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Originally posted by SorensDespair
reply to post by MysterE
Are you suggesting that the Earth's mass has greatly increased? Where did the extra mass come from?
To produce an effective buoyancy force on dinosaurs the Earth's atmosphere would have to be thick enough to have a density comparable to the density of water. By summing the forces acting on a typical dinosaur such as a Brachiosaurus the density of the necessary atmosphere is calculated as:
where DF is the density of the fluid, Ds is the density of the substance submerged in the fluid such as the dinosaur, and S.F is the scaling factor. Inserting into this equation a scaling factor of 3.2 and an overall vertebrate density of 970 kg/m3, the Earth's atmospheric density during the late Jurassic period can be calculated to be 670 kg/m3. This says that to produce the necessary buoyancy so that the dinosaurs could grow to their exceptional size, the density of the Earth�s air near the Earth�s surface would need to be 2/3�s of the density of water.
the wonders of our reality often exceed the limitations of many people's imagination
Originally posted by SorensDespair
I haven't read too much into it, but I thought that there was a much higher level of oxygen in the atmosphere in prehistoric times, due to the larger vegetation. I know this resulted in much larger insects.
Originally posted by ADVISOR
I still think it has more to due with the air mixture. For example:
Nitrogen is an essential component of all proteins. Nitrogen deficiency most often results in stunted growth.
Given that the worlds atmosphere was higher in nitrogen, it caused plants and animals of all type to be bigger.
Animals and plants are still essentially the same, based on the "higher life form" principle. When say essentially, I mean we are made from the same building blocks.
For a simple selection of life forms requirments, see search results. you can also replace "Plant" with "Animal" in the linked link.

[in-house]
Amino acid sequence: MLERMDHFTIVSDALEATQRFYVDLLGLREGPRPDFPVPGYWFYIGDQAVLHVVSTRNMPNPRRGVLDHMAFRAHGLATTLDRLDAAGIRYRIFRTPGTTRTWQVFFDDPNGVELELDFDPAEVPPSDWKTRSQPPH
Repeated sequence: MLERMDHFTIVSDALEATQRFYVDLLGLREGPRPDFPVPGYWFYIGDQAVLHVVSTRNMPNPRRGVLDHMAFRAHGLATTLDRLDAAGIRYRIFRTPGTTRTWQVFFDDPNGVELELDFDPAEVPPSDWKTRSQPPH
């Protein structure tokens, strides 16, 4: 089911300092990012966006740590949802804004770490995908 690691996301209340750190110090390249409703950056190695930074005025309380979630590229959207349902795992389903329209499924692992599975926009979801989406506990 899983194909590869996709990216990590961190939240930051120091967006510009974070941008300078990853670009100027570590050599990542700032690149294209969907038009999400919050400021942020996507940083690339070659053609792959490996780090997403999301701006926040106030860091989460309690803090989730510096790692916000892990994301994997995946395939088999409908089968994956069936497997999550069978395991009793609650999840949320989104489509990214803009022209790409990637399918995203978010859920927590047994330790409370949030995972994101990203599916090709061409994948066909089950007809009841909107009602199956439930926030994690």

Point being, gravity as we know it to be, is based on mass and the energy of said mass. the earth has maintained the same approximate mass for eons. Suggesting it to have had a lower gravity based on none solid energy is a theory that needs plenty of work.
Not saying it is impossable, but based on science as we now it, at least how I know it, it is close to not very likely.
Originally posted by Longtimegone
reply to post by InfaRedMan
You can't have mass magically appear. I do believe you are wrong on this one.
to produce the necessary buoyancy so that the dinosaurs could grow to their exceptional size, the density of the Earth's air near the Earth's surface would need to be 2/3's of the density of water
Scientists who study the largest dinosaurs -- a group called sauropods, which includes Supersaurus and Apatosaurus--do not know what to make of the bones. While some small carnivorous dinosaurs had hollow bones, "it has never been mentioned in the literature [on sauropods]," says sauropod authority John S. McIntosh of Wesleyan University in Middletown, Conn.
Any species of four-legged, herbivorous, saurischian dinosaur in the suborder Sauropoda. The sauropods include the largest of all dinosaurs and the largest land animals that ever lived. authority John S. McIntosh of Wesleyan University in Middletown, Conn.